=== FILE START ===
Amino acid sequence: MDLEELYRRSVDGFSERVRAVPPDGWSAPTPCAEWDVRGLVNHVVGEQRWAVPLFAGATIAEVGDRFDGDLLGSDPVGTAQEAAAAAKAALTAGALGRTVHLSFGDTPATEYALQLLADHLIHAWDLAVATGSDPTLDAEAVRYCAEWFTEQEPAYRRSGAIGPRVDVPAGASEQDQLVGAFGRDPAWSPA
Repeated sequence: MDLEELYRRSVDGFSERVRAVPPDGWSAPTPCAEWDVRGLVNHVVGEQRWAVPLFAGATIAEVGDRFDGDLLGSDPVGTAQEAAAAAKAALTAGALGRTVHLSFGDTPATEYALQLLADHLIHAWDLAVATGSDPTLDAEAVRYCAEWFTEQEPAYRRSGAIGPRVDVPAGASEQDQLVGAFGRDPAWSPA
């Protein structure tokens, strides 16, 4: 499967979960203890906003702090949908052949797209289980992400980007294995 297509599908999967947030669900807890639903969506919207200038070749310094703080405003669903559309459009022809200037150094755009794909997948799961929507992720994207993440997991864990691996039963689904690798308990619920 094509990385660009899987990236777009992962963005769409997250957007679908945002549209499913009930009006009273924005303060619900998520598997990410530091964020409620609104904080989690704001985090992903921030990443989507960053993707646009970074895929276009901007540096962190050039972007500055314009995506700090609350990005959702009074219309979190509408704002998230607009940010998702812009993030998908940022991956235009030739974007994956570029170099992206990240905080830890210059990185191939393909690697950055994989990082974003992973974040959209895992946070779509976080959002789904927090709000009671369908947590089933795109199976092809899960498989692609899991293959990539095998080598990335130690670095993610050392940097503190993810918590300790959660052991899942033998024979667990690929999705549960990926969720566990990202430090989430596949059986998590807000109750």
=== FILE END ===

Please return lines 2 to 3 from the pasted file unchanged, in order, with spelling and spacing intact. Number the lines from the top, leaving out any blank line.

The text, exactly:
Repeated sequence: MDLEELYRRSVDGFSERVRAVPPDGWSAPTPCAEWDVRGLVNHVVGEQRWAVPLFAGATIAEVGDRFDGDLLGSDPVGTAQEAAAAAKAALTAGALGRTVHLSFGDTPATEYALQLLADHLIHAWDLAVATGSDPTLDAEAVRYCAEWFTEQEPAYRRSGAIGPRVDVPAGASEQDQLVGAFGRDPAWSPA
């Protein structure tokens, strides 16, 4: 499967979960203890906003702090949908052949797209289980992400980007294995 297509599908999967947030669900807890639903969506919207200038070749310094703080405003669903559309459009022809200037150094755009794909997948799961929507992720994207993440997991864990691996039963689904690798308990619920 094509990385660009899987990236777009992962963005769409997250957007679908945002549209499913009930009006009273924005303060619900998520598997990410530091964020409620609104904080989690704001985090992903921030990443989507960053993707646009970074895929276009901007540096962190050039972007500055314009995506700090609350990005959702009074219309979190509408704002998230607009940010998702812009993030998908940022991956235009030739974007994956570029170099992206990240905080830890210059990185191939393909690697950055994989990082974003992973974040959209895992946070779509976080959002789904927090709000009671369908947590089933795109199976092809899960498989692609899991293959990539095998080598990335130690670095993610050392940097503190993810918590300790959660052991899942033998024979667990690929999705549960990926969720566990990202430090989430596949059986998590807000109750």